Have you ever wondered whether or not your golf ball is legally in play once you’ve replaced it in front of your marker on the green? To put any concerns to rest, Mark Wilson of the PGA Rules Committee teaches you exactly what Rule 20-4 has to say about golf drop rules and the status of a dropped or replaced ball.
How golf drop rules work
Golf drop rules dictate if you lose a stroke when the wind, rain or other natural element moves your ball after it has been dropped or replaced. The same rules that apply because of a hazard or out-of-bonds shot apply on the green.
As an example of a time when golf drop rules are unclear, Mark describes a scenario in which a player picks up his golf ball on the green after marking it. He cleans it off, waits for his playing partners to finish the hole, and then resets the ball for his putt, but he keeps the marker behind the ball until he’s ready to play. Now, say the ball moves because of the wind or the slope of the green while the marker is still down–is the player penalized? Technically, yes, according to Rule 20-4, which states that a dropped or replaced ball is ruled in play as soon as it touches the playing surface.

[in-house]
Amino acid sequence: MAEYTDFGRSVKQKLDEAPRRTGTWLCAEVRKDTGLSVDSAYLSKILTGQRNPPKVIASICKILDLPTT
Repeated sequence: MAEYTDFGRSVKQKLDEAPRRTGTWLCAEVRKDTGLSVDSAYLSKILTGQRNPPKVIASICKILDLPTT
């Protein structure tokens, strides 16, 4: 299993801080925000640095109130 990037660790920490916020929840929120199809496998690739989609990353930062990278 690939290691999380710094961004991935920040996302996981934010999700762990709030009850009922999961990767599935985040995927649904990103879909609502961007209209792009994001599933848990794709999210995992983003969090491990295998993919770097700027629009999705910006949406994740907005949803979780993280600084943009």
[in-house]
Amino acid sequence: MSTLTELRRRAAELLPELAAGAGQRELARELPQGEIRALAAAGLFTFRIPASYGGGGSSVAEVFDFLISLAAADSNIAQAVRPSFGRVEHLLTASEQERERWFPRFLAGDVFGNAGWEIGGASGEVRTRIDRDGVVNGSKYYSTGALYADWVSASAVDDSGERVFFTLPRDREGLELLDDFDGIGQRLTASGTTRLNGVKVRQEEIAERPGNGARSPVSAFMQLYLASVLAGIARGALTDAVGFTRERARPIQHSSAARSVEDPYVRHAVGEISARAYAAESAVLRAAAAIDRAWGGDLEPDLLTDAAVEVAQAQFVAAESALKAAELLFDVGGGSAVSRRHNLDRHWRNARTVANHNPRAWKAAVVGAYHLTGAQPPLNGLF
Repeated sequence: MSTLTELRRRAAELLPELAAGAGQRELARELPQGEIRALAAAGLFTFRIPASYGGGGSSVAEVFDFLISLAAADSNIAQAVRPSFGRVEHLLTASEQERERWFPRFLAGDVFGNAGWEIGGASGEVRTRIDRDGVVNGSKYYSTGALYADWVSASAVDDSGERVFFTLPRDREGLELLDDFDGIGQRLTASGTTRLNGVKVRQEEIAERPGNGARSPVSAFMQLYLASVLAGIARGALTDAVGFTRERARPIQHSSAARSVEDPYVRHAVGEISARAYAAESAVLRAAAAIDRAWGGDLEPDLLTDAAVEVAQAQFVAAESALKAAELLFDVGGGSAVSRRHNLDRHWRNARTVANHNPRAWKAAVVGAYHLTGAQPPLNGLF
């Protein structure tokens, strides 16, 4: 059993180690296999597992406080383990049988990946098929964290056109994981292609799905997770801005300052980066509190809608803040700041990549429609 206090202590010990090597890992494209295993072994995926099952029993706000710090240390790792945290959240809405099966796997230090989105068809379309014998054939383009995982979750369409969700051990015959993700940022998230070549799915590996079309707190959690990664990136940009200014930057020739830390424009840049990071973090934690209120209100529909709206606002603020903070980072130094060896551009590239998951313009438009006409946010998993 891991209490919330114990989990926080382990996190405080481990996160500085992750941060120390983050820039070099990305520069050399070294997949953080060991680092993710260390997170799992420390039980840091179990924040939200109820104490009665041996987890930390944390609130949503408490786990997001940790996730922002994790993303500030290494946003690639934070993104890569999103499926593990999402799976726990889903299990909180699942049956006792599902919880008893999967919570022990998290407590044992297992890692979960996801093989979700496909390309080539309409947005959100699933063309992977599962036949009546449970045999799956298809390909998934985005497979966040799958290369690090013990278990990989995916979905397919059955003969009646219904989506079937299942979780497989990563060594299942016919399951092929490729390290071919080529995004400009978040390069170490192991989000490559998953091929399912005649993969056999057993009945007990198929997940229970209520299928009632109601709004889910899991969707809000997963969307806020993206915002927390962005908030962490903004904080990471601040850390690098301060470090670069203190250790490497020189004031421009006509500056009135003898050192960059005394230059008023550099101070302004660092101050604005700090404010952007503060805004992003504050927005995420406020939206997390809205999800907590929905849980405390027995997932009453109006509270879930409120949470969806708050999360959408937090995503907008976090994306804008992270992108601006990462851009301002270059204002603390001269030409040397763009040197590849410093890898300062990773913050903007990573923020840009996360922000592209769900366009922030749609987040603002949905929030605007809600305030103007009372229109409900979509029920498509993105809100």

The importance of golf drop rules
There are a number of situations like this regarding golf drop rules and other scenarios when amateur golfers may not know if they should be penalized a stroke. That’s why it’s highly important to know the rules and recognize when they should be enforced. Mark offers several similar tips on the PGA rulebook throughout our video series, so feel free to check out the rest and educate yourself on the nuances of the game.